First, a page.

The responsibility of the Security Council in the maintenance of international peace and security: HIV/AIDS and international peacekeeping operations.
|(The Presidency changes each month to the next member in alphabetical order)|
|Members:||Mr. Shen Guofang
Adoption of the agenda
The responsibility of the Security Council in the maintenance of international peace and security: HIV/AIDS and international peacekeeping operations
In accordance with the understanding reached in the Council’s prior consultations and in the absence of objection, I shall take it that the Council agrees to extend an invitation under rule 39 of its provisional rules of procedure to Mr. Peter Piot, Executive Director of the Joint United Nations Programme on HIV/AIDS.
There being no objection, it is so decided.
I invite Mr. Piot to take a seat at the Council table.
The Security Council will now begin its consideration of the item on its agenda. The Council is meeting in accordance with the understanding reached in its prior consultations.
Before we begin, let me ask the secretariat to distribute among the members of the Council the HIV/AIDS Awareness Card for peacekeeping operations, which was issued by UNAIDS as a result of one of the decisions the Council took earlier.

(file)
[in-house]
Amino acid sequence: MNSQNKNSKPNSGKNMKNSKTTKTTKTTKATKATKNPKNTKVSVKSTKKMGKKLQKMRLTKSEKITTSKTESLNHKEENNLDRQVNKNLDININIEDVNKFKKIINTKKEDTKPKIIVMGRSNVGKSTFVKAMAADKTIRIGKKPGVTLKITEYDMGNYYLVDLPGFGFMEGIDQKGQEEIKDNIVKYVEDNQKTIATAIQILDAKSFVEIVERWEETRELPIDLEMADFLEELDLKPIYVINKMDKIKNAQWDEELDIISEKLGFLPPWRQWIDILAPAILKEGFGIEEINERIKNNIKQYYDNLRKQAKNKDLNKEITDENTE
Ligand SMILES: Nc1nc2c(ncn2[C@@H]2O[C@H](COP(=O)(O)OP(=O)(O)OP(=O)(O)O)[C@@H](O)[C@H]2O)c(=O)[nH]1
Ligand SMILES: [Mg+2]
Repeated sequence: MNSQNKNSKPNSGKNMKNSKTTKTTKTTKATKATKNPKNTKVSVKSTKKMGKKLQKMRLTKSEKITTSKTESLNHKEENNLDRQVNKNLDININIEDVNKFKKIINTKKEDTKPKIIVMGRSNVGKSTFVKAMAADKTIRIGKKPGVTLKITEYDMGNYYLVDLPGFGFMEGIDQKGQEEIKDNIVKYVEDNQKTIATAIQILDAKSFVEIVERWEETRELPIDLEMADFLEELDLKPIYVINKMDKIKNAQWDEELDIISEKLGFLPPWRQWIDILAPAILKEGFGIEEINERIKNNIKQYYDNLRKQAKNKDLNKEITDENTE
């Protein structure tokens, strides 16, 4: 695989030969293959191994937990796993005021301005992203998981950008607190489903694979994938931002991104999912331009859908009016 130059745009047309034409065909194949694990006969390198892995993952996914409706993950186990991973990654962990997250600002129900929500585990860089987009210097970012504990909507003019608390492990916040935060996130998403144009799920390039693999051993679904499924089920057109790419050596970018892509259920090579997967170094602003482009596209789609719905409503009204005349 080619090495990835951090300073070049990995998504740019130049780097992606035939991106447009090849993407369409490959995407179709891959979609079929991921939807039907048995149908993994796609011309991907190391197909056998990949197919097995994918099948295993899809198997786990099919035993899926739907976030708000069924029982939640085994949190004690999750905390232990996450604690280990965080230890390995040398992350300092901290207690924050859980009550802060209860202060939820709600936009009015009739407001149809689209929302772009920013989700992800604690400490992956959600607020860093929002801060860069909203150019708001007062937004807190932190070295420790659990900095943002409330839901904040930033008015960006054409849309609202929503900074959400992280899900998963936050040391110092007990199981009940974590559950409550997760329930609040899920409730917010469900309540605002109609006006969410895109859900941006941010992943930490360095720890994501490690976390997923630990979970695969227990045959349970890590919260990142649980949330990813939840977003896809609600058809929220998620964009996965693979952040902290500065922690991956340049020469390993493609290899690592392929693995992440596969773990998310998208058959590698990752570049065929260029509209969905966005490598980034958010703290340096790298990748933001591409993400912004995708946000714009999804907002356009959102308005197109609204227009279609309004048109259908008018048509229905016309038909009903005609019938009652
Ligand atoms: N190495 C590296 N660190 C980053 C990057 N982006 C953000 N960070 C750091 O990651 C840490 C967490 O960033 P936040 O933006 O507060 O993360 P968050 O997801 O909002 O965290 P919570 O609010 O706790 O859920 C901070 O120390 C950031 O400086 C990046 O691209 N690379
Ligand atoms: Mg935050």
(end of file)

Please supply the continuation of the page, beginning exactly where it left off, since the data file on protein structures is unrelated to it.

Following consultations among members of the Security Council, I have been authorized to make the following statement on behalf of the Council:
“The Security Council welcomes the successful holding of the twenty-sixth special session of the General Assembly on HIV/AIDS, and encourages further action to address the problem of HIV/AIDS.
“The Security Council recalls its resolution 1308 (2000) of 17 July 2000, in which the Security Council, bearing in mind its primary responsibility for the maintenance of international peace and security and emphasizing the important roles of the General Assembly and the Economic and Social Council in addressing the social and economic factors that lead to the spread of HIV/AIDS, inter alia, recognized that the HIV/AIDS pandemic is also exacerbated by
conditions of violence and instability, and stressed that the HIV/AIDS pandemic, if unchecked, may pose a risk to stability and security.
“The Security Council therefore welcomes the fact that the declaration adopted at the twenty-sixth special session of the General Assembly addresses HIV/AIDS in conflict- and disaster-affected regions and contains a number of practical measures at the national and international levels, to be met within given time-frames, to reduce the impact of conflict and disasters on the spread of HIV/AIDS, including the provision of awareness and training for personnel employed by United Nations agencies and other relevant organizations, development of national strategies to address the spread of HIV/AIDS among national uniformed services, as required, and the inclusion of HIV/AIDS awareness and training in guidelines designed for personnel involved in international peacekeeping operations.